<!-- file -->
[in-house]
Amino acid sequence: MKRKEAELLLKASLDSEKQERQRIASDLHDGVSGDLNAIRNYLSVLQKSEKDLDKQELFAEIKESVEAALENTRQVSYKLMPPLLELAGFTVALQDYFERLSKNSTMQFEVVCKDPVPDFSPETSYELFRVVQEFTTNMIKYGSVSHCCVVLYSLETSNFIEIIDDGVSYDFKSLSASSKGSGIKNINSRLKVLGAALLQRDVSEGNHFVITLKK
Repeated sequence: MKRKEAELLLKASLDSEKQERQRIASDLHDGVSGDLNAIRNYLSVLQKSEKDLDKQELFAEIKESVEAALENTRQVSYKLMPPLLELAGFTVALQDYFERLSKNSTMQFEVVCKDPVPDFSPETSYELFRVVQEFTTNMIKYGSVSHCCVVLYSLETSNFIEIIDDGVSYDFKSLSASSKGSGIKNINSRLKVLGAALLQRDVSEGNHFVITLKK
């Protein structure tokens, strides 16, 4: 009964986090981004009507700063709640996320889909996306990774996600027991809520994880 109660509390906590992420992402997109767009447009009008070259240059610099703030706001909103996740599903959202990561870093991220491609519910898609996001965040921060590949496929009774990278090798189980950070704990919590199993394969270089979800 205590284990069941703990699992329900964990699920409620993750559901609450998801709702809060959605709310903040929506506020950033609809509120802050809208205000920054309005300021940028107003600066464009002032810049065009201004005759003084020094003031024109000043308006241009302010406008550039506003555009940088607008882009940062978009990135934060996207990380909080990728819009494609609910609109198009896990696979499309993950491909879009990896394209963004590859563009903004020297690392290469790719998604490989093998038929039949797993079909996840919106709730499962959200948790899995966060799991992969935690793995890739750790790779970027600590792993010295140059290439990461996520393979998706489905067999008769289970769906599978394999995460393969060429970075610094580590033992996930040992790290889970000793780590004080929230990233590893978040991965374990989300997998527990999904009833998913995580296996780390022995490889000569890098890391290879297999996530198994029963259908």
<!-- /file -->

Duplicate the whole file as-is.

[in-house]
Amino acid sequence: MKRKEAELLLKASLDSEKQERQRIASDLHDGVSGDLNAIRNYLSVLQKSEKDLDKQELFAEIKESVEAALENTRQVSYKLMPPLLELAGFTVALQDYFERLSKNSTMQFEVVCKDPVPDFSPETSYELFRVVQEFTTNMIKYGSVSHCCVVLYSLETSNFIEIIDDGVSYDFKSLSASSKGSGIKNINSRLKVLGAALLQRDVSEGNHFVITLKK
Repeated sequence: MKRKEAELLLKASLDSEKQERQRIASDLHDGVSGDLNAIRNYLSVLQKSEKDLDKQELFAEIKESVEAALENTRQVSYKLMPPLLELAGFTVALQDYFERLSKNSTMQFEVVCKDPVPDFSPETSYELFRVVQEFTTNMIKYGSVSHCCVVLYSLETSNFIEIIDDGVSYDFKSLSASSKGSGIKNINSRLKVLGAALLQRDVSEGNHFVITLKK
């Protein structure tokens, strides 16, 4: 009964986090981004009507700063709640996320889909996306990774996600027991809520994880 109660509390906590992420992402997109767009447009009008070259240059610099703030706001909103996740599903959202990561870093991220491609519910898609996001965040921060590949496929009774990278090798189980950070704990919590199993394969270089979800 205590284990069941703990699992329900964990699920409620993750559901609450998801709702809060959605709310903040929506506020950033609809509120802050809208205000920054309005300021940028107003600066464009002032810049065009201004005759003084020094003031024109000043308006241009302010406008550039506003555009940088607008882009940062978009990135934060996207990380909080990728819009494609609910609109198009896990696979499309993950491909879009990896394209963004590859563009903004020297690392290469790719998604490989093998038929039949797993079909996840919106709730499962959200948790899995966060799991992969935690793995890739750790790779970027600590792993010295140059290439990461996520393979998706489905067999008769289970769906599978394999995460393969060429970075610094580590033992996930040992790290889970000793780590004080929230990233590893978040991965374990989300997998527990999904009833998913995580296996780390022995490889000569890098890391290879297999996530198994029963259908």